Two major Covid waves have had a major setback for India, with continued worries over the third wave. The economic impact of Covid-19 pandemic in India has been quite disruptive as can be seen from various estimates.

According to a latest report by World Bank, Indian economy is set to expand by 8.3 per cent in 2021, 7.5 percent in 2022 and by 2023, India is expected to grow at 6.5 percent. The estimates are far lower than what were suggested just a quarter ago. However, optimism is growing, especially among the sectors that are leading with technology innovations.

According to a Dun & Bradstreet survey, despite a mapped decline in Business Optimism for Q2 2021 (42% as opposed to 71% in Q1 2021), businesses are now starting to feel more optimistic for Q3, which is in turn expected to have a cascading effect on the Indian economy, thereby accelerating its revival. In this context, certain sectors are part of an accelerated shift which means that they have done relatively well in the past, and the pandemic has simply accelerated their performance.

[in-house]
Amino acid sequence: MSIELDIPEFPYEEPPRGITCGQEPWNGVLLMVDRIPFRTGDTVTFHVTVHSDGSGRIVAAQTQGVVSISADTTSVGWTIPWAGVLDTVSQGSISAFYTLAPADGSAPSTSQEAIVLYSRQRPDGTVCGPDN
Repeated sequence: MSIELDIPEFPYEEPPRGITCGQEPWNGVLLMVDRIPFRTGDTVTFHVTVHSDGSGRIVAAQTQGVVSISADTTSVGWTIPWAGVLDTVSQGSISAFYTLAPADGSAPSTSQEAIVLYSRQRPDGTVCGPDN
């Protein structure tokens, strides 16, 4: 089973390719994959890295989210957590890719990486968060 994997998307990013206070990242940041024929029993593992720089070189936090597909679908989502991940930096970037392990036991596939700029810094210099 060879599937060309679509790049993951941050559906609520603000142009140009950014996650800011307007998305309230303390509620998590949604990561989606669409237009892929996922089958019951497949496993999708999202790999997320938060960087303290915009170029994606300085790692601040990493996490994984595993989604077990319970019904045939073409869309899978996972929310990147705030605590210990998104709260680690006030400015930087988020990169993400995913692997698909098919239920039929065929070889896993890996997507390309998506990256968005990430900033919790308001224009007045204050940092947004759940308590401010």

“Sectors like manufacturing, BFSI, e-commerce, IT sector, healthcare are going to be the biggest game changers for the economic recovery of India and would fast-forward our recuperating process in the next five years,” said Arun Singh, Global Chief Economist, Dun & Bradstreet.

According to Singh, the common thread among these sectors is the adoption of innovative technologies.
“The ramifications of Covid 19 on the economic were a shock and not a structural issue, and that is a silver lining. Given that it is not an economic structure driven problem, recovery is expected to be much faster than countries which were plagued with structural issues even before the pandemic. With the pandemic accelerating the adoption of innovative technologies by industries like healthcare and pharmaceuticals, e-commerce, and retail, IT/ITES and BFSI, they are expected to play a key role in revival of India’s economy,” Singh said.